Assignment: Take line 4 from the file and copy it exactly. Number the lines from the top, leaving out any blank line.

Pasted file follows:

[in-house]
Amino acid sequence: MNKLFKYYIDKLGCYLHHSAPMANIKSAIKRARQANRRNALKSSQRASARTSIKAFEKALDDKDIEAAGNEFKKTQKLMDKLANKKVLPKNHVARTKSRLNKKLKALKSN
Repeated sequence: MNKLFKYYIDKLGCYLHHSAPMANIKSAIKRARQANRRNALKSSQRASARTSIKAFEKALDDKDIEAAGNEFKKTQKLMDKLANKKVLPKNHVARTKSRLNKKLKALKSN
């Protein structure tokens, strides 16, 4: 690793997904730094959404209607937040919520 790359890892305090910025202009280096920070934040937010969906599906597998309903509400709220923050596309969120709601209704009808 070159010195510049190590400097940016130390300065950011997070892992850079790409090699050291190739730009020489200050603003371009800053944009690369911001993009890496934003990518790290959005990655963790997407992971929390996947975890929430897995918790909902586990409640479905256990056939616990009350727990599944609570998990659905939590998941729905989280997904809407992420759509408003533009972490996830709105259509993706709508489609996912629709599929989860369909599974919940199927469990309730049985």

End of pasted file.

């Protein structure tokens, strides 16, 4: 690793997904730094959404209607937040919520 790359890892305090910025202009280096920070934040937010969906599906597998309903509400709220923050596309969120709601209704009808 070159010195510049190590400097940016130390300065950011997070892992850079790409090699050291190739730009020489200050603003371009800053944009690369911001993009890496934003990518790290959005990655963790997407992971929390996947975890929430897995918790909902586990409640479905256990056939616990009350727990599944609570998990659905939590998941729905989280997904809407992420759509408003533009972490996830709105259509993706709508489609996912629709599929989860369909599974919940199927469990309730049985």